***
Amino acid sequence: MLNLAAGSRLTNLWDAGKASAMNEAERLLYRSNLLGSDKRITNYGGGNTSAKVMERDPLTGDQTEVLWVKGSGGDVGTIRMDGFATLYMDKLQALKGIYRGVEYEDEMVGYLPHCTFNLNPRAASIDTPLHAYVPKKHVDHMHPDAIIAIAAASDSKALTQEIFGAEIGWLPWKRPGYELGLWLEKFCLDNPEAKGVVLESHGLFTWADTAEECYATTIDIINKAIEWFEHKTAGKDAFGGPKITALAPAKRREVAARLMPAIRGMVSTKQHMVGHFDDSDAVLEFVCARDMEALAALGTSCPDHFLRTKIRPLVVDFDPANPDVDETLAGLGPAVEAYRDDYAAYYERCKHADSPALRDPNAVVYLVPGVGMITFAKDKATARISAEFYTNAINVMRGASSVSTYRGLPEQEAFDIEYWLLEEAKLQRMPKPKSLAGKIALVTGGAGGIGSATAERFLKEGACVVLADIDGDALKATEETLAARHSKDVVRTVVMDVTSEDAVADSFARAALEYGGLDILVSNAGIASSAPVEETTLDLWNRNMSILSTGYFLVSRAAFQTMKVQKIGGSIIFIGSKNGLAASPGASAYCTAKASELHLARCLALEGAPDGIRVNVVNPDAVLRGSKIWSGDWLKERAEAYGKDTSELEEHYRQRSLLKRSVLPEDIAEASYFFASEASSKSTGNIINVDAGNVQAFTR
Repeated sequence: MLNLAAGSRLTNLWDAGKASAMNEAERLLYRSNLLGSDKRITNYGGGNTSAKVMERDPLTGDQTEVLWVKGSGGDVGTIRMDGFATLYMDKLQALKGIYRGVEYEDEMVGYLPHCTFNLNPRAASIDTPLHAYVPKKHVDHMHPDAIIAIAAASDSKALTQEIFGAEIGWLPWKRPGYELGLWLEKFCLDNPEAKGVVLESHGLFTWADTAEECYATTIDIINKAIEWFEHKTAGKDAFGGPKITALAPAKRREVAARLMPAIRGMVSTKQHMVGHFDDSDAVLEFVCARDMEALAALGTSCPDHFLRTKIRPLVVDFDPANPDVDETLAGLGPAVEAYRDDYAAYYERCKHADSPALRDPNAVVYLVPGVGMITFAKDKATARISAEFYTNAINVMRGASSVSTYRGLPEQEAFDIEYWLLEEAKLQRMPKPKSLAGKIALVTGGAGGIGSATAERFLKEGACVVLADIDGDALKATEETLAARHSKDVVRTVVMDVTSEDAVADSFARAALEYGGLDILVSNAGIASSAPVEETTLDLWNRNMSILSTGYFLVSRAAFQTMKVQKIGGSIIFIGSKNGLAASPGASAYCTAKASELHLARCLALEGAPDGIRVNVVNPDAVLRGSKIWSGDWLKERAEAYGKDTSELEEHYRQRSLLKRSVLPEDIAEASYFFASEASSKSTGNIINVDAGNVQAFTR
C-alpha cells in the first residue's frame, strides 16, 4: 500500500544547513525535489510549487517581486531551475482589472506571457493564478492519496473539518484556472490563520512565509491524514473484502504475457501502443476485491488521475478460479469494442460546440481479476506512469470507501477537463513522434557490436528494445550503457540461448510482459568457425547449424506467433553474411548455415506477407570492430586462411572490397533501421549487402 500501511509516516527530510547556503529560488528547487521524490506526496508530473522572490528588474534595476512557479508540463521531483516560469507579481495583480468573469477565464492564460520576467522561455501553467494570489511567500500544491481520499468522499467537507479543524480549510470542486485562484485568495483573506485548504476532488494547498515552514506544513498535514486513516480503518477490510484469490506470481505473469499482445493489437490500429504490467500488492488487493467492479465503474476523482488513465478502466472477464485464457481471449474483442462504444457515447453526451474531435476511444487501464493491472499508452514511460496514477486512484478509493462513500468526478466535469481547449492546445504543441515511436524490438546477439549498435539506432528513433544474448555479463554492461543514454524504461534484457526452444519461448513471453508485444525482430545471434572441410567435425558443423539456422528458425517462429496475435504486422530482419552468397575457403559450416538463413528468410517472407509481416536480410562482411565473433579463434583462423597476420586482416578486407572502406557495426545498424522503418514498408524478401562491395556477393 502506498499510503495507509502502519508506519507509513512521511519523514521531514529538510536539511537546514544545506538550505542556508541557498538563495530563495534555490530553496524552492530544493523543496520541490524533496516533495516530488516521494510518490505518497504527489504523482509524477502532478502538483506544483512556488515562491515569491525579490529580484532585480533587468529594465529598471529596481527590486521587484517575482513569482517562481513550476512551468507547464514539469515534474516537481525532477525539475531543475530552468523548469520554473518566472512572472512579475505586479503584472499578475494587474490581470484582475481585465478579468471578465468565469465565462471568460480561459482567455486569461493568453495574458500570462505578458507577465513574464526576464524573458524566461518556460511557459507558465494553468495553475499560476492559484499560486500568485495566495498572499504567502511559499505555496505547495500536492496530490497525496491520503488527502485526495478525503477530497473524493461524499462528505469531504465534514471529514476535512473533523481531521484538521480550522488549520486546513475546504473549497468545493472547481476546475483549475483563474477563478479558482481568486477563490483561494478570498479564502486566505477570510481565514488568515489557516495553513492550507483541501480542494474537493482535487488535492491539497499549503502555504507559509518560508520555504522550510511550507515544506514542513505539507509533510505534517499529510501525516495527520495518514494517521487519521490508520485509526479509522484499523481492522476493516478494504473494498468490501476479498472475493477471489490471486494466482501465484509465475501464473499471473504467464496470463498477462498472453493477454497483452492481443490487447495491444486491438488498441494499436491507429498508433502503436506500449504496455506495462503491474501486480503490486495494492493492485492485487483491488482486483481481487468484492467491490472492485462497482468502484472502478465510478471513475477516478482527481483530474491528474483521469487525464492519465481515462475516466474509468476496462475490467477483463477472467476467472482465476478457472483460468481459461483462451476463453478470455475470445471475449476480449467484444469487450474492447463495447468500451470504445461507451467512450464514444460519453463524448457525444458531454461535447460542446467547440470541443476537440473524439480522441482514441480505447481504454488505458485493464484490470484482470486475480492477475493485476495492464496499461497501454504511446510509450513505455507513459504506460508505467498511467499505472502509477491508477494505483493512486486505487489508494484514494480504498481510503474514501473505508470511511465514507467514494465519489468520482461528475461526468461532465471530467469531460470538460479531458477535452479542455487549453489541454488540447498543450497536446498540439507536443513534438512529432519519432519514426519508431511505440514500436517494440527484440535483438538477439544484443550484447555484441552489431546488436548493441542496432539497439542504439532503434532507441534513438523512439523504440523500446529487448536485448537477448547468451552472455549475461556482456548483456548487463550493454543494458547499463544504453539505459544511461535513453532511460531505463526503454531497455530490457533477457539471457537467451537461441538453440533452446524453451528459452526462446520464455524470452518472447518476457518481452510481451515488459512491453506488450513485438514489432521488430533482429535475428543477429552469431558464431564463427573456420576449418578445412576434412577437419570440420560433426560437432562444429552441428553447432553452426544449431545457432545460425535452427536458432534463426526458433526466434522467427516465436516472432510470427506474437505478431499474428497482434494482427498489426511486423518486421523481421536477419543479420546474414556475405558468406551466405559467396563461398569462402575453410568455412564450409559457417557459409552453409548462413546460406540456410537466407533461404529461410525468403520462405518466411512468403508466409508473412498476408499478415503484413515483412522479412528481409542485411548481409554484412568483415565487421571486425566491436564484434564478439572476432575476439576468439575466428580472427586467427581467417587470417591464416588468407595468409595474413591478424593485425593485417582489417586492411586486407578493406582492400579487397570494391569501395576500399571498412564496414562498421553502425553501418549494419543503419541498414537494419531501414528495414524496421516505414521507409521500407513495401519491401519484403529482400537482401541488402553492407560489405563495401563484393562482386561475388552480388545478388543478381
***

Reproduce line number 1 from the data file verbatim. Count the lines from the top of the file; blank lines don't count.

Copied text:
Amino acid sequence: MLNLAAGSRLTNLWDAGKASAMNEAERLLYRSNLLGSDKRITNYGGGNTSAKVMERDPLTGDQTEVLWVKGSGGDVGTIRMDGFATLYMDKLQALKGIYRGVEYEDEMVGYLPHCTFNLNPRAASIDTPLHAYVPKKHVDHMHPDAIIAIAAASDSKALTQEIFGAEIGWLPWKRPGYELGLWLEKFCLDNPEAKGVVLESHGLFTWADTAEECYATTIDIINKAIEWFEHKTAGKDAFGGPKITALAPAKRREVAARLMPAIRGMVSTKQHMVGHFDDSDAVLEFVCARDMEALAALGTSCPDHFLRTKIRPLVVDFDPANPDVDETLAGLGPAVEAYRDDYAAYYERCKHADSPALRDPNAVVYLVPGVGMITFAKDKATARISAEFYTNAINVMRGASSVSTYRGLPEQEAFDIEYWLLEEAKLQRMPKPKSLAGKIALVTGGAGGIGSATAERFLKEGACVVLADIDGDALKATEETLAARHSKDVVRTVVMDVTSEDAVADSFARAALEYGGLDILVSNAGIASSAPVEETTLDLWNRNMSILSTGYFLVSRAAFQTMKVQKIGGSIIFIGSKNGLAASPGASAYCTAKASELHLARCLALEGAPDGIRVNVVNPDAVLRGSKIWSGDWLKERAEAYGKDTSELEEHYRQRSLLKRSVLPEDIAEASYFFASEASSKSTGNIINVDAGNVQAFTR